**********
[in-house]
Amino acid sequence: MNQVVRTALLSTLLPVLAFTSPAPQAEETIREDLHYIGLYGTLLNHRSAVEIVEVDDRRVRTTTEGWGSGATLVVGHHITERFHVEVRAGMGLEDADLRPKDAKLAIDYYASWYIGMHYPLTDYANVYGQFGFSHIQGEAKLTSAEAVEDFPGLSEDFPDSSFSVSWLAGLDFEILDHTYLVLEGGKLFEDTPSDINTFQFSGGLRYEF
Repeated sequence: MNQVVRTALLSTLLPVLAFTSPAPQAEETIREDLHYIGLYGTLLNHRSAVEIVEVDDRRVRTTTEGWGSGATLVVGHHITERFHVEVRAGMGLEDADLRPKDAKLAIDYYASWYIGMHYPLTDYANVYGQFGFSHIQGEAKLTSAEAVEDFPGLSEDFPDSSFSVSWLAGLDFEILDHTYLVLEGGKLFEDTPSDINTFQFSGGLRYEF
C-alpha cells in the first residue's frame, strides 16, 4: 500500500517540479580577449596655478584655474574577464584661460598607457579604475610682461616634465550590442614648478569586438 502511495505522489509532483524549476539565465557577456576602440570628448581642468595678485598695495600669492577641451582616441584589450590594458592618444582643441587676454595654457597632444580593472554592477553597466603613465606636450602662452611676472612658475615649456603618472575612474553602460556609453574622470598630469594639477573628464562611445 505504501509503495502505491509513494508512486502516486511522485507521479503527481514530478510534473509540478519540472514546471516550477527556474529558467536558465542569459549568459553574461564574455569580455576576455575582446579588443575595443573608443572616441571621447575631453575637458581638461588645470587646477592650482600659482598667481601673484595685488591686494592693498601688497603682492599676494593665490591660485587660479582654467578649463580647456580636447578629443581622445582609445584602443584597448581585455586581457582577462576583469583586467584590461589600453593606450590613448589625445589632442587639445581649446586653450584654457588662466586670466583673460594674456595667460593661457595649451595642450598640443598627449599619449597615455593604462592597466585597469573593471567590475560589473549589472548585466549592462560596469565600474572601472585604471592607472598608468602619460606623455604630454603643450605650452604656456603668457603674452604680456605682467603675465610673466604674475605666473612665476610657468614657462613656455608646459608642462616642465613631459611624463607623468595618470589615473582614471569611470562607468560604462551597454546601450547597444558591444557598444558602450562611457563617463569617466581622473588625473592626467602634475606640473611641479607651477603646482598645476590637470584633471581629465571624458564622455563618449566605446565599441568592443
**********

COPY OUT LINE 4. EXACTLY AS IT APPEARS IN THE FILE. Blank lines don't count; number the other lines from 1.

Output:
C-alpha cells in the first residue's frame, strides 16, 4: 500500500517540479580577449596655478584655474574577464584661460598607457579604475610682461616634465550590442614648478569586438 502511495505522489509532483524549476539565465557577456576602440570628448581642468595678485598695495600669492577641451582616441584589450590594458592618444582643441587676454595654457597632444580593472554592477553597466603613465606636450602662452611676472612658475615649456603618472575612474553602460556609453574622470598630469594639477573628464562611445 505504501509503495502505491509513494508512486502516486511522485507521479503527481514530478510534473509540478519540472514546471516550477527556474529558467536558465542569459549568459553574461564574455569580455576576455575582446579588443575595443573608443572616441571621447575631453575637458581638461588645470587646477592650482600659482598667481601673484595685488591686494592693498601688497603682492599676494593665490591660485587660479582654467578649463580647456580636447578629443581622445582609445584602443584597448581585455586581457582577462576583469583586467584590461589600453593606450590613448589625445589632442587639445581649446586653450584654457588662466586670466583673460594674456595667460593661457595649451595642450598640443598627449599619449597615455593604462592597466585597469573593471567590475560589473549589472548585466549592462560596469565600474572601472585604471592607472598608468602619460606623455604630454603643450605650452604656456603668457603674452604680456605682467603675465610673466604674475605666473612665476610657468614657462613656455608646459608642462616642465613631459611624463607623468595618470589615473582614471569611470562607468560604462551597454546601450547597444558591444557598444558602450562611457563617463569617466581622473588625473592626467602634475606640473611641479607651477603646482598645476590637470584633471581629465571624458564622455563618449566605446565599441568592443